A new study has found that women in their 60’s and 70’s, who exercise regularly and refrain from drinking and smoking, have a 17% less chance of developing disabling conditions like heart disease and arthritis.
More than 2,500 older women were surveyed as part of the British Women’s Heart and Health Study in order to identify any linkages between general lifestyle, and the development of disabling conditions. At the beginning of the survey the women were questioned about their general lifestyle habits, including exercise frequency, general diet, consumption of alcohol, and whether or not they smoked cigarettes. Seven years later the women were asked to report on any development of these health conditions.
According to the findings, women who never exercised were twice as likely to develop arthritis or difficulty walking, and were also more likely to develop a heart condition. Those who smoked cigarettes were twice as likely to develop a heart condition than those that did not.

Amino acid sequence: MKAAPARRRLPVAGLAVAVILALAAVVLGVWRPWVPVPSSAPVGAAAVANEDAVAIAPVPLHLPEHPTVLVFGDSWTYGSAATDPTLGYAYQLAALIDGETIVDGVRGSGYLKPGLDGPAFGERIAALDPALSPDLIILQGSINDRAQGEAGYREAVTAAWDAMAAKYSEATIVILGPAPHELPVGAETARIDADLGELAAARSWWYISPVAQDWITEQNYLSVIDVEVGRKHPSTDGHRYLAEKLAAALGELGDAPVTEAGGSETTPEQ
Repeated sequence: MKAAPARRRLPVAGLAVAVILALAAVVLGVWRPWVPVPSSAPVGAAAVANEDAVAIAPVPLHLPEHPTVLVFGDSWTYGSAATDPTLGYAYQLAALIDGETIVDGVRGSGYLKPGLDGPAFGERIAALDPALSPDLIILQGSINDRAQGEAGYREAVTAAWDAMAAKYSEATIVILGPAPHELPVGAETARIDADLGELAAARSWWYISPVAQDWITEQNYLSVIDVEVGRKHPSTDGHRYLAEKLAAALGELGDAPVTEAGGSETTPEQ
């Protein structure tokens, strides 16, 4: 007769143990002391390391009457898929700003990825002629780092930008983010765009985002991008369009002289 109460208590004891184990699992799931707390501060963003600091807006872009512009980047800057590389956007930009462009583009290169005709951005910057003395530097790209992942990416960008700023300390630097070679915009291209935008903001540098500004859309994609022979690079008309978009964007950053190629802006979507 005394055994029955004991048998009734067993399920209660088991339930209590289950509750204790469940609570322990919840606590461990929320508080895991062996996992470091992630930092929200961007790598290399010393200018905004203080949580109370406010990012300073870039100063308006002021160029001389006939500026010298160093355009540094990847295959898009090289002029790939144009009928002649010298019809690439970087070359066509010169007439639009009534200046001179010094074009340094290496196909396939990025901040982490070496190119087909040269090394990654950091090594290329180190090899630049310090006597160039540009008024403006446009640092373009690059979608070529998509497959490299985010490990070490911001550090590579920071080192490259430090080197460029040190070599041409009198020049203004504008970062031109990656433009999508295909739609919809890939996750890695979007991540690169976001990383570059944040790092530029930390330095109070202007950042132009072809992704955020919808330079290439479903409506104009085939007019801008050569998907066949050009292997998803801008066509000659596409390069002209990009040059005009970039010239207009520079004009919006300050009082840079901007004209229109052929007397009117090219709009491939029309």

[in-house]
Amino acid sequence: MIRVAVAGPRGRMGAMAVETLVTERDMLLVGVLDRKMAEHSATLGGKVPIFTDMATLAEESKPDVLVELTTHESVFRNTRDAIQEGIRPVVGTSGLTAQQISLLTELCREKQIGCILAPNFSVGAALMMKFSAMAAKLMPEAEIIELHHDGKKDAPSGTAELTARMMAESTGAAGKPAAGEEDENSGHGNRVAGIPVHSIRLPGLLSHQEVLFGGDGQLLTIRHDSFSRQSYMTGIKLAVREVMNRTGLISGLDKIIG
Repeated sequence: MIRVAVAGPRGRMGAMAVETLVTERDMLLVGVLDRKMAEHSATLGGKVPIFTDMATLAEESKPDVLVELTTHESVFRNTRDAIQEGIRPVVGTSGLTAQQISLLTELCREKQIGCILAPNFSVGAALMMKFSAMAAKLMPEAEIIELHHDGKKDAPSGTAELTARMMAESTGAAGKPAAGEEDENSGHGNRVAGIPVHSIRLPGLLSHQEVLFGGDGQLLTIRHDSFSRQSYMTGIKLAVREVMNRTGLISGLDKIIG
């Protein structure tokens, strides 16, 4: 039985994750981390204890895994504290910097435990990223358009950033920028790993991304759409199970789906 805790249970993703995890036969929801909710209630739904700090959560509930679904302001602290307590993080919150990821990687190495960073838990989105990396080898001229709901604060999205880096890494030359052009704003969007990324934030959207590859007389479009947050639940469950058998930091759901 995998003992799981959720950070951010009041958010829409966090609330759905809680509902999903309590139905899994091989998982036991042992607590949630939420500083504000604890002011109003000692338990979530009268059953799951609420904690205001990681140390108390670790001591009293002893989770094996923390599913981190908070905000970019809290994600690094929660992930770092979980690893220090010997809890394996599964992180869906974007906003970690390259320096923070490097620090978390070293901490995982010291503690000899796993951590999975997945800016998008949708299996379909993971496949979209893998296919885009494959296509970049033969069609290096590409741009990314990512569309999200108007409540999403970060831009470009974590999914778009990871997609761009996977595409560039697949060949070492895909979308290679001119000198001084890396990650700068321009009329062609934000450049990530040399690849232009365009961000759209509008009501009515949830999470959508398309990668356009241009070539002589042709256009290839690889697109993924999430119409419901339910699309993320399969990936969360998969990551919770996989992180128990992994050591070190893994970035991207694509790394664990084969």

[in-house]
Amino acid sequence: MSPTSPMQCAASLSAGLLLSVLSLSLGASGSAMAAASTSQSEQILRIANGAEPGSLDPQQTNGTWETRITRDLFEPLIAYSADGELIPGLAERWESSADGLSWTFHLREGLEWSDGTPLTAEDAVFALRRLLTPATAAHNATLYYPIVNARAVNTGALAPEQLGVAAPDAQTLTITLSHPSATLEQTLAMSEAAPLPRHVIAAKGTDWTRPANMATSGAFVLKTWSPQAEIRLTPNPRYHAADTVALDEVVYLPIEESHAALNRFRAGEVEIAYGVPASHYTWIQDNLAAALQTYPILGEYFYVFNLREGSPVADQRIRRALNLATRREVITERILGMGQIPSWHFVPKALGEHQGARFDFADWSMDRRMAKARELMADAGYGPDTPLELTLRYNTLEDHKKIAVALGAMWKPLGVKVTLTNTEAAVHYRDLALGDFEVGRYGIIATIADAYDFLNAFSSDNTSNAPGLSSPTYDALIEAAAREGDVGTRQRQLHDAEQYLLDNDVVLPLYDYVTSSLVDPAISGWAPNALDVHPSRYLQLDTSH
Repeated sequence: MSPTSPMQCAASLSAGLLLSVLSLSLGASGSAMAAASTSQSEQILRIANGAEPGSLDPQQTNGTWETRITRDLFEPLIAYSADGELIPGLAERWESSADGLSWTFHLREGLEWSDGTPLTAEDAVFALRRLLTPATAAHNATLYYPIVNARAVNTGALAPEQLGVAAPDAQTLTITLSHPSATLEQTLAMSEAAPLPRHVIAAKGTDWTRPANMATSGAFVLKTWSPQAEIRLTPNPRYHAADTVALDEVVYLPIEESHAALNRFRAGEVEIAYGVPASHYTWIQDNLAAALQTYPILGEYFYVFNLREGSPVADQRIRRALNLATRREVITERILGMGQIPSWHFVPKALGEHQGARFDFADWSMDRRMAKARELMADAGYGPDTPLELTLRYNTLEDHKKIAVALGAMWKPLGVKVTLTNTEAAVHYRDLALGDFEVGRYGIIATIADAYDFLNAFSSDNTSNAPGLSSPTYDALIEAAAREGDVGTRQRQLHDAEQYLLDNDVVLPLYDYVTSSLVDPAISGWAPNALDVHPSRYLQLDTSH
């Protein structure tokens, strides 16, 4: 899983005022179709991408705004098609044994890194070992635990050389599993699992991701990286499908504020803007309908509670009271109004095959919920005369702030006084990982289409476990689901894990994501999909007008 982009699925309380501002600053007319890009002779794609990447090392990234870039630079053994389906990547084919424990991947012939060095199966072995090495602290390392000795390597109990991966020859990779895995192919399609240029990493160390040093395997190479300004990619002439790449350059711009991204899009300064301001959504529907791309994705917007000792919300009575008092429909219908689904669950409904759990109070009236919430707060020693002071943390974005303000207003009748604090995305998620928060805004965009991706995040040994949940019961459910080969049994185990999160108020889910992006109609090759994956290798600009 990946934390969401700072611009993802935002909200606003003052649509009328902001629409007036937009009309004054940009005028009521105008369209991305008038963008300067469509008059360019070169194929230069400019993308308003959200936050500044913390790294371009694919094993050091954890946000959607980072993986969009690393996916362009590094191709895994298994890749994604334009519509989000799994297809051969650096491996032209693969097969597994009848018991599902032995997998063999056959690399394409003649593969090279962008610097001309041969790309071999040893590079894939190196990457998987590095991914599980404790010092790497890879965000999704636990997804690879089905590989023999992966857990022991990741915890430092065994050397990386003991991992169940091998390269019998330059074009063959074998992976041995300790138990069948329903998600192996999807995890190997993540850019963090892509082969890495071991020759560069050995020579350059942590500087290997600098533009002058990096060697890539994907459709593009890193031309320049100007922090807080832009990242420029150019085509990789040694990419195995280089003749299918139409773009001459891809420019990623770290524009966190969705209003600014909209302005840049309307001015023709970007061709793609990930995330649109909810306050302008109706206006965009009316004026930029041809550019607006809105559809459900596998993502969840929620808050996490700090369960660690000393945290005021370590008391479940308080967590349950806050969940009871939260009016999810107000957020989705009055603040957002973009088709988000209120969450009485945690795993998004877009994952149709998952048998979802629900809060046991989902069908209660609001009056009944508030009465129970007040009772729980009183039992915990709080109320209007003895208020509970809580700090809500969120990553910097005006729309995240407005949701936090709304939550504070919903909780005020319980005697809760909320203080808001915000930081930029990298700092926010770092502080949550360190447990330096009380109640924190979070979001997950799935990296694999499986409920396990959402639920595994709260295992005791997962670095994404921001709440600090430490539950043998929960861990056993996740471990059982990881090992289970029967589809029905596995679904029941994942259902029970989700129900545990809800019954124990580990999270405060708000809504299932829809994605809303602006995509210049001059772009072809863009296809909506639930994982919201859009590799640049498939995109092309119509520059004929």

While the study hasn’t necessarily proved anything that wasn’t already suspected, it is yet another example of how lifestyle habits can, and will affect your health in the long run. Even though it does not address the question as to whether healthy habits need to be practiced lifelong, or whether benefits can be derived in the short term, I personally believe it is both.
It is never too late to get started on a healthy lifestyle regimen. While long-term practices will indeed be beneficial, a change at any point will allow you to experience improvements. Exercise, diet, and healthy habits are key to a variety of health benefits, both mentally and physically.
Latest posts by Flexcin (see all)
- Sudden Joint Pain - August 4, 2015
- Does the Weather Cause Joint Pain? Plus 5 Tips To Prevent Joint Pain - July 21, 2015
- FDA Adds To Their Warning – NSAID’s Increase Heart Attack & Stroke Risk - July 15, 2015